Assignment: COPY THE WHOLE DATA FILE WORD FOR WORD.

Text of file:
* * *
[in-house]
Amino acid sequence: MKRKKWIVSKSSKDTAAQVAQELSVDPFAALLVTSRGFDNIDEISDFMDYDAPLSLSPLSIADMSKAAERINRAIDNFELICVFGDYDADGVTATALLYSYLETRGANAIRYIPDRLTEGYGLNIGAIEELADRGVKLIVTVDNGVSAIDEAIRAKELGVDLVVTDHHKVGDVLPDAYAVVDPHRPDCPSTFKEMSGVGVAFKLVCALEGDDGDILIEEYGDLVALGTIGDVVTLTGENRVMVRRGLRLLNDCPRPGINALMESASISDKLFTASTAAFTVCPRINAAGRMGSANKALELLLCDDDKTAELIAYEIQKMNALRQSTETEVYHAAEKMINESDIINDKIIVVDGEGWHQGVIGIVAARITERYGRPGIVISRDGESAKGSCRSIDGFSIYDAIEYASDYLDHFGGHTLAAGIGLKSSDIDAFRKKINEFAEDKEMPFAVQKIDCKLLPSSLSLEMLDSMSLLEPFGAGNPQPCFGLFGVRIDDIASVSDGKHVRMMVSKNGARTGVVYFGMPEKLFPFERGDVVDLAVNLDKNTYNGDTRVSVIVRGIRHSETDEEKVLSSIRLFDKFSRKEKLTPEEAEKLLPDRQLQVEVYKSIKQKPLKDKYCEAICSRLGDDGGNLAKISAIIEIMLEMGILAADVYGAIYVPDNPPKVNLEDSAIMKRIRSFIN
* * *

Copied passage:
[in-house]
Amino acid sequence: MKRKKWIVSKSSKDTAAQVAQELSVDPFAALLVTSRGFDNIDEISDFMDYDAPLSLSPLSIADMSKAAERINRAIDNFELICVFGDYDADGVTATALLYSYLETRGANAIRYIPDRLTEGYGLNIGAIEELADRGVKLIVTVDNGVSAIDEAIRAKELGVDLVVTDHHKVGDVLPDAYAVVDPHRPDCPSTFKEMSGVGVAFKLVCALEGDDGDILIEEYGDLVALGTIGDVVTLTGENRVMVRRGLRLLNDCPRPGINALMESASISDKLFTASTAAFTVCPRINAAGRMGSANKALELLLCDDDKTAELIAYEIQKMNALRQSTETEVYHAAEKMINESDIINDKIIVVDGEGWHQGVIGIVAARITERYGRPGIVISRDGESAKGSCRSIDGFSIYDAIEYASDYLDHFGGHTLAAGIGLKSSDIDAFRKKINEFAEDKEMPFAVQKIDCKLLPSSLSLEMLDSMSLLEPFGAGNPQPCFGLFGVRIDDIASVSDGKHVRMMVSKNGARTGVVYFGMPEKLFPFERGDVVDLAVNLDKNTYNGDTRVSVIVRGIRHSETDEEKVLSSIRLFDKFSRKEKLTPEEAEKLLPDRQLQVEVYKSIKQKPLKDKYCEAICSRLGDDGGNLAKISAIIEIMLEMGILAADVYGAIYVPDNPPKVNLEDSAIMKRIRSFIN